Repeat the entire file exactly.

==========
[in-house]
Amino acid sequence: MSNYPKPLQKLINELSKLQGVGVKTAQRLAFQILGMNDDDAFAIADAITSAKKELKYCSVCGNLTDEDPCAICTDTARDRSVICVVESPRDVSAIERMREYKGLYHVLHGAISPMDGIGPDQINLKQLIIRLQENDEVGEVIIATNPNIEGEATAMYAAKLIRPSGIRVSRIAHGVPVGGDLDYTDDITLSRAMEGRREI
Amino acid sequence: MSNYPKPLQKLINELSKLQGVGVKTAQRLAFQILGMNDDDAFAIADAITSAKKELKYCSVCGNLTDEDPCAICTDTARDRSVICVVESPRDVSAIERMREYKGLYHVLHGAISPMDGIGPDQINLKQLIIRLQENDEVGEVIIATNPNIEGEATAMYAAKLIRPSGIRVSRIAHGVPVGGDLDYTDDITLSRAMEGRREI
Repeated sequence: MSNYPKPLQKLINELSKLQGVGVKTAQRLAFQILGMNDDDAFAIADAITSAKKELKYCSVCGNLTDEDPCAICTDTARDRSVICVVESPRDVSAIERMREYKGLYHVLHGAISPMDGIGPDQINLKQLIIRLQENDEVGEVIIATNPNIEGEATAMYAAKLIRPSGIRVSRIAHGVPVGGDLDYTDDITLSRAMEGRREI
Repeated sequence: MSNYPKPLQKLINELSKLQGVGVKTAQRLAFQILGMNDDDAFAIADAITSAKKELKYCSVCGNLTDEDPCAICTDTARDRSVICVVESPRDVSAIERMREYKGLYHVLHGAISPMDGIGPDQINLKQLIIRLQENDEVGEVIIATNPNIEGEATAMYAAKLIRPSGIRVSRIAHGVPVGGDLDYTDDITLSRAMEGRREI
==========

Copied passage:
[in-house]
Amino acid sequence: MSNYPKPLQKLINELSKLQGVGVKTAQRLAFQILGMNDDDAFAIADAITSAKKELKYCSVCGNLTDEDPCAICTDTARDRSVICVVESPRDVSAIERMREYKGLYHVLHGAISPMDGIGPDQINLKQLIIRLQENDEVGEVIIATNPNIEGEATAMYAAKLIRPSGIRVSRIAHGVPVGGDLDYTDDITLSRAMEGRREI
Amino acid sequence: MSNYPKPLQKLINELSKLQGVGVKTAQRLAFQILGMNDDDAFAIADAITSAKKELKYCSVCGNLTDEDPCAICTDTARDRSVICVVESPRDVSAIERMREYKGLYHVLHGAISPMDGIGPDQINLKQLIIRLQENDEVGEVIIATNPNIEGEATAMYAAKLIRPSGIRVSRIAHGVPVGGDLDYTDDITLSRAMEGRREI
Repeated sequence: MSNYPKPLQKLINELSKLQGVGVKTAQRLAFQILGMNDDDAFAIADAITSAKKELKYCSVCGNLTDEDPCAICTDTARDRSVICVVESPRDVSAIERMREYKGLYHVLHGAISPMDGIGPDQINLKQLIIRLQENDEVGEVIIATNPNIEGEATAMYAAKLIRPSGIRVSRIAHGVPVGGDLDYTDDITLSRAMEGRREI
Repeated sequence: MSNYPKPLQKLINELSKLQGVGVKTAQRLAFQILGMNDDDAFAIADAITSAKKELKYCSVCGNLTDEDPCAICTDTARDRSVICVVESPRDVSAIERMREYKGLYHVLHGAISPMDGIGPDQINLKQLIIRLQENDEVGEVIIATNPNIEGEATAMYAAKLIRPSGIRVSRIAHGVPVGGDLDYTDDITLSRAMEGRREI